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Spreadsheets…like Marmite?

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In my experience, spreadsheets are like Marmite…

For every person excited to use spreadsheets in the workplace, as well as at home (how else will you be able to keep track of who needs what at Christmas and how much it will all cost?!), there seems to be another person either frustrated by them, or has the view ‘well, it’s all a bit dull really’ and would rather write a list or organise themselves another way.

Of course…others may just not be organised at all. A spreadsheet can’t save you then! (no I am not thinking of anyone in our office in particular…)

I recently received a notification from the AAT reminding me that there is a lot of free excel training available for AAT students (a very useful tool for those gearing up for their November synoptic next month!).

It got me thinking, did I fall into the latter category ‘it’s all bit dull sometimes’ because I lacked the bits of knowledge that would make what a spreadsheet can do…’exciting’?

A few years ago, when I was given some training on the topic, I do remember a feeling of accomplishment and excitement when I got a particular function to work. The scenario I was given to practice with was complete nonsense, but it all seemed very important at the time!

With that in mind, I have made a very early new year’s resolution to dedicate more time to improving this set of skills. Having a secure knowledge of excel is a very transferrable skill to have, I can imagine that I will find it very useful in the future…and not just for Christmas shopping lists!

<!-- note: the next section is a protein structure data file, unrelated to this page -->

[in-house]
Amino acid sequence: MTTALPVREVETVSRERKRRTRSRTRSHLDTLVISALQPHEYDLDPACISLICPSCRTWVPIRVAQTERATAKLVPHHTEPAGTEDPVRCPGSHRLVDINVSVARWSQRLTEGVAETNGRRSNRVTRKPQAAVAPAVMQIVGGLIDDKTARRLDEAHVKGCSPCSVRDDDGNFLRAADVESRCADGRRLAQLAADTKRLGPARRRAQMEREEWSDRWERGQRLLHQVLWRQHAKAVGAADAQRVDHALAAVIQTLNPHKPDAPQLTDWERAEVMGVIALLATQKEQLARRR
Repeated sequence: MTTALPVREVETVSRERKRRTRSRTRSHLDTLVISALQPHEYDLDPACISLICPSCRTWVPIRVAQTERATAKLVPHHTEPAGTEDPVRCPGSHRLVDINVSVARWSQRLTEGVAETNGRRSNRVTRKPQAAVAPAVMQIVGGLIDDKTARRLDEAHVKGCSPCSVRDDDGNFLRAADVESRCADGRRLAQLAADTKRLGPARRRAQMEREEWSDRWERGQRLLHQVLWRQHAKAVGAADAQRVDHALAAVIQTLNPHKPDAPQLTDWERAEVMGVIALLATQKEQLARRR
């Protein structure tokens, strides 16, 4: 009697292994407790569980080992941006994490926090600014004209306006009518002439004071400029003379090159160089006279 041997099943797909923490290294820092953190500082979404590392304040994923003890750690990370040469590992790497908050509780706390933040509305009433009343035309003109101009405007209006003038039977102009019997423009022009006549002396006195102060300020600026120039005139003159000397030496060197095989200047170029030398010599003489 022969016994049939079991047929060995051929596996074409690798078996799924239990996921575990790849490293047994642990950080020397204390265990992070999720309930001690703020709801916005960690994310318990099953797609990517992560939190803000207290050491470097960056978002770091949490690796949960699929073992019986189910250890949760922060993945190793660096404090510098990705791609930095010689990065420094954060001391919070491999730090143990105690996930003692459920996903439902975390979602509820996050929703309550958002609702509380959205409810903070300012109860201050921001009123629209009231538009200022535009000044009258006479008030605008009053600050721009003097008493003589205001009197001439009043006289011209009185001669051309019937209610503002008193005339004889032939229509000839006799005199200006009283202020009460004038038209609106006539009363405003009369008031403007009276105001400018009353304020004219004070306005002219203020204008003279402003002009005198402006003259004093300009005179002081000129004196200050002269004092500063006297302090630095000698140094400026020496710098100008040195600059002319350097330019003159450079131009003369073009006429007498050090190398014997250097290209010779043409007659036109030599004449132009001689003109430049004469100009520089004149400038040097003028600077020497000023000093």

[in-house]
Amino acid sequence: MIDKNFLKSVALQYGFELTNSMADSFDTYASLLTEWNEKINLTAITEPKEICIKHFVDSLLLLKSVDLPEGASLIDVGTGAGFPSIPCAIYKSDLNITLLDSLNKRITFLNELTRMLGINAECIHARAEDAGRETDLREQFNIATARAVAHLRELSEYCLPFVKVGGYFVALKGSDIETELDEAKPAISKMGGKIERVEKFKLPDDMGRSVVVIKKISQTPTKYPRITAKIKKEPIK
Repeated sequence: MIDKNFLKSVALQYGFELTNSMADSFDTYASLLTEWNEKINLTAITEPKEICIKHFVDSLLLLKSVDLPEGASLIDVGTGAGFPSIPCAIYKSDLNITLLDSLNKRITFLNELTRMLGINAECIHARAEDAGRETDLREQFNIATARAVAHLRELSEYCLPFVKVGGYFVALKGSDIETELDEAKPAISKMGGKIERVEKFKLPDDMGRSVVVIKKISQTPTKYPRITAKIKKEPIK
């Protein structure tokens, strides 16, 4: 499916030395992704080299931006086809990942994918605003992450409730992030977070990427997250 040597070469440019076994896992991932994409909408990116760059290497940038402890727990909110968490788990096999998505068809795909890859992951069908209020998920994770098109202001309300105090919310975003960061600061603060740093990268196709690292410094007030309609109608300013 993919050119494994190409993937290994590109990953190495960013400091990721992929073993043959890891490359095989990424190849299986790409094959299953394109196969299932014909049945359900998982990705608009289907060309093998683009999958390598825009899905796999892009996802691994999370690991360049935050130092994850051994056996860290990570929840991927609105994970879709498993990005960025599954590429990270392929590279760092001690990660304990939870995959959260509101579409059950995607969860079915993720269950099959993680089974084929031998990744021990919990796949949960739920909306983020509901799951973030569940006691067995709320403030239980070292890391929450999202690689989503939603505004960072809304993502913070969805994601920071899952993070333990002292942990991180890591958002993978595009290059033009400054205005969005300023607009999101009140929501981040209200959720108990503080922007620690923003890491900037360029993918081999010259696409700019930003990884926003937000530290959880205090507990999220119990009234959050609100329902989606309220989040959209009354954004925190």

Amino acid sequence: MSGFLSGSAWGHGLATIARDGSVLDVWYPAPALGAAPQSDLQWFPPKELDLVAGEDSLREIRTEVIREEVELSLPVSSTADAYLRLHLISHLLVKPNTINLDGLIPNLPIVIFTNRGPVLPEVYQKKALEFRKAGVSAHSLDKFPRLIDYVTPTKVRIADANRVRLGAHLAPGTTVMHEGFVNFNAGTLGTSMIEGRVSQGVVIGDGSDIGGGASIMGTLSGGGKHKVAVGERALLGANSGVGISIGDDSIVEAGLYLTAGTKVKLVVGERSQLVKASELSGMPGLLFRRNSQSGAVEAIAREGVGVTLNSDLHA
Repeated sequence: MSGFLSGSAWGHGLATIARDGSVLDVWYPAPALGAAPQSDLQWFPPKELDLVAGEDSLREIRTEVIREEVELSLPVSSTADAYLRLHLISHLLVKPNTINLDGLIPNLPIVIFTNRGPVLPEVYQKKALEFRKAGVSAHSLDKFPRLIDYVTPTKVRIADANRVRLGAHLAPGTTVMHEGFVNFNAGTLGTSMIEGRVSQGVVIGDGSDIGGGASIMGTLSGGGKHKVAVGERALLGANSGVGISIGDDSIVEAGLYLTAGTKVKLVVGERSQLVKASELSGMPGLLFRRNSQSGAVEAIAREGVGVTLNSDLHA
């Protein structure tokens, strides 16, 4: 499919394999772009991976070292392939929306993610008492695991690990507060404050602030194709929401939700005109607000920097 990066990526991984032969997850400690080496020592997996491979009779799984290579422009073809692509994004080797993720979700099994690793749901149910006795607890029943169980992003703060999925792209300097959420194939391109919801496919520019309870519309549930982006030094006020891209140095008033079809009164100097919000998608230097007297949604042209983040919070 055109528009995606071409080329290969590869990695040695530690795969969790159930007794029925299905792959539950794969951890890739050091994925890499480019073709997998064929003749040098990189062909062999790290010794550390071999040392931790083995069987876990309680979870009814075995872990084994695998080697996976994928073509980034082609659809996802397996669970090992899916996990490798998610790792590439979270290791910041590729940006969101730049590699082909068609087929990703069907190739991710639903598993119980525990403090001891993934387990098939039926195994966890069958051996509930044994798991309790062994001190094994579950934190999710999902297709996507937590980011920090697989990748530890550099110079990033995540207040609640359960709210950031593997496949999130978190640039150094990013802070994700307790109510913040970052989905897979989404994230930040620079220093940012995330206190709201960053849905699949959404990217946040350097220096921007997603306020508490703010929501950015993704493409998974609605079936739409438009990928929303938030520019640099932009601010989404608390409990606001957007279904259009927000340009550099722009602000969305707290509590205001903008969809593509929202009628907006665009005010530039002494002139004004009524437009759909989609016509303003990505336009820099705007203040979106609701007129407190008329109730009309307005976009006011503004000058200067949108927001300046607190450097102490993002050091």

But of course, it is not just about being organised that promotes excel as a useful tool, I had a quick search of the world wide web to find a list of what I could accomplish! Here is the list I found…

Spreadsheets can be used for…

  • Modelling and Planning
  • Household Finance Planning
  • Business Accounts and Budgeting
  • Invoices
  • Wages
  • Predictions / Simulations
  • Calculations e.g. Adding, Subtracting, etc.
  • Break even analysis
  • Statistical analysis
  • Creating Graphs e.g. bar chart, pie chart.
  • Collect data from different sources e.g. phone number, prices
  • Explore and interpret data in order to draw conclusions for business

If you are interested in accessing the AAT’s Excel resource, you can find it through your MyAAT page.

When you log in, go to the panel on the left for ‘Training and Assessment’, from here, you should find ‘Excel e-Learning’ where you can register and log in to the access the materials.

You can also find the Excel tips on AAT Comment, as well as the latest e-learning webinars.

It is definitely worth a look if you haven’t explored yet!

And if I haven’t managed to convince you…think of it as a way of saving paper…the more spreadsheets you use to keep track of things, the less notebooks and post-it notes you will need!

(Think back to my blog earlier in the year…every day should be earth day!)

Enjoy your e-Learning!

Lots of smiles and hugs…Eleanor x

P.S. Good Luck to those studying ‘Spreadsheets for Accountants’ at the moment…the last Advanced Synoptic week this year is the week commencing 4th November!

 

Written by Eleanor Haynes

Accountancy Learning

Accountancy Learning Ltd specialises in the provision for accountancy training. We offer a wide spectrum of courses in accountancy and bookkeeping from beginner's level to the full AAT Accounting Technician qualification centered around our Virtual Learning Environment, Moodle. We also provide impartial advice on progression options to ACA, ACCA, CIMA, and ATT.

About Accountancy Learning

Accountancy Learning Ltd specialises in the provision for accountancy training. We offer a wide spectrum of courses in accountancy and bookkeeping from beginner’s level to the full AAT Accounting Technician qualification centered around our Virtual Learning Environment, Moodle. We also provide impartial advice on progression options to ACA, ACCA, CIMA, and ATT.

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